The most important aspect of any movie franchise is to not lose sight of what makes the series so successful. In the case of Pirates of the Caribbean, it is clearly the character of Jack Sparrow which is brought back to the screen once again by Johnny Depp.
Unfortunately, the casting is the only aspect that seems to be the same with the character as this version of Jack Sparrow feels like a pale imitation compared to the four films that have gone before this one. Sparrow doesn’t have the same swagger, confidence or charm that made him so lovable. The jokes are flat, the motivations muddled and Depp is beginning to seem like he is “phoning-in” the performances for the easy pay-check.
It isn’t just Depp’s performance which is lacking. The whole film feels void of what made Pirates of the Caribbean so successful. The ingredients are there: supernatural MacGuffin to chase, young cast to prop up Depp and a mysterious, threatening villain, but nothing seems to click here.
Each character has motivations to get the supernatural prize (this time Poseidon’s Trident) but none are that interesting (even if one involves a returning, albeit briefly, Orlando Bloom). The young cast are even less interesting (although Kaya Scodelario is one movie away from superstar success.) Still feeling like poor replacements for Bloom and Kiera Knightley, they always seem to be a B-Cast substitute when the real deal wouldn’t sign-up.
Another character who is returning is Geoffrey Rush. As integral to the series as Sparrow, his Captain Barbossa used to one of the highlights but here he feels like a watered-down version of the fun, archetypal pirate that Rush relished in playing. Even with a more developed back-story, it isn’t enough to make his character interesting or evoke the glory of Rush’s previous performances.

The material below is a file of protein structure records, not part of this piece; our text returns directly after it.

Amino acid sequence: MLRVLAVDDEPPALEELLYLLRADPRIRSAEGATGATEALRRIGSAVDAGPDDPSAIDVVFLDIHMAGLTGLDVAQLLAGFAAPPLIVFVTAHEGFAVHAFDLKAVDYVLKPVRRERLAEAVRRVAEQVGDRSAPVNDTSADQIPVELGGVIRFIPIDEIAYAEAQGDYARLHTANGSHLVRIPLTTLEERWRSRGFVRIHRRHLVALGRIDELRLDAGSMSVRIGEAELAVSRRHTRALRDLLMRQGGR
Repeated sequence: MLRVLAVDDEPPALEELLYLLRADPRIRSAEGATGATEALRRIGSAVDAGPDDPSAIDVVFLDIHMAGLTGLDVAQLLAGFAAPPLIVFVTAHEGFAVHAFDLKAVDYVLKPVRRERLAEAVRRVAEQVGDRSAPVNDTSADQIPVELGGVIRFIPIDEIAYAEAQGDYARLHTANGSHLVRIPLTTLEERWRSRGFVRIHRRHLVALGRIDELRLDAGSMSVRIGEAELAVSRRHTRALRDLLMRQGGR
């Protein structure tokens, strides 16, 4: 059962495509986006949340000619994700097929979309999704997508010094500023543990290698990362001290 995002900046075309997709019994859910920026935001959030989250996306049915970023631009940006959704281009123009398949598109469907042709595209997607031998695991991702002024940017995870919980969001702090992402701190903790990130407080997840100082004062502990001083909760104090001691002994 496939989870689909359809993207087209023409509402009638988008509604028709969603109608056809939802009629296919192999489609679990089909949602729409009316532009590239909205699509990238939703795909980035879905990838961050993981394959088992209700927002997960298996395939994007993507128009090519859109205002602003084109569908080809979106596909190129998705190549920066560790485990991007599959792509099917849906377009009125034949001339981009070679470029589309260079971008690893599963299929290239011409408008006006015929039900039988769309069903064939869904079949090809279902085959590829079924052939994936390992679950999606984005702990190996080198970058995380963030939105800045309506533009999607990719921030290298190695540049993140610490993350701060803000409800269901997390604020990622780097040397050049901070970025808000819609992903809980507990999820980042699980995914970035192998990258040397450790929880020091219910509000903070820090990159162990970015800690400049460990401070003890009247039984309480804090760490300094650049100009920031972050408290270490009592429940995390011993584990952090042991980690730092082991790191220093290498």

The biggest travesty is the villain. In film’s such as Skyfall and No Country for Old Men, Javier Bardem has shown his acting chops as a compelling villain. Here he is a whispering, CGI-enhanced monster but for a series with so many iconic bad guys, nothing particularly memorable. It means you just don’t care about why he is doing what he is doing or whether Depp outwits him or not.
Not that the story tries to make you care. The Pirates of Caribbean series was always about the fun, adventurous and madcap set-pieces which were joined by the odd dialogue heavy scene. Here it is dialogue scene after dialogue scene joined ever so slightly by something remotely exciting. It doesn’t have that same sense of fun and apart from a bank-theft gone wrong at the opening, nothing to really get the adrenaline running. Even something as iconic as the fantastic theme which helps exhilarate the action is used sparingly here.
Overall, Dead Men Tell No Tales is a weak instalment in a franchise which is slowly running out of steam. The story is weak, the characters are shells of anything remotely interesting and even Depp feels like he is phoning-in the performance the whole series relies on.
Rating – 2
(1 – Awful, 2 – Average, 3 – Good, 4 – Great, 5! – Must See)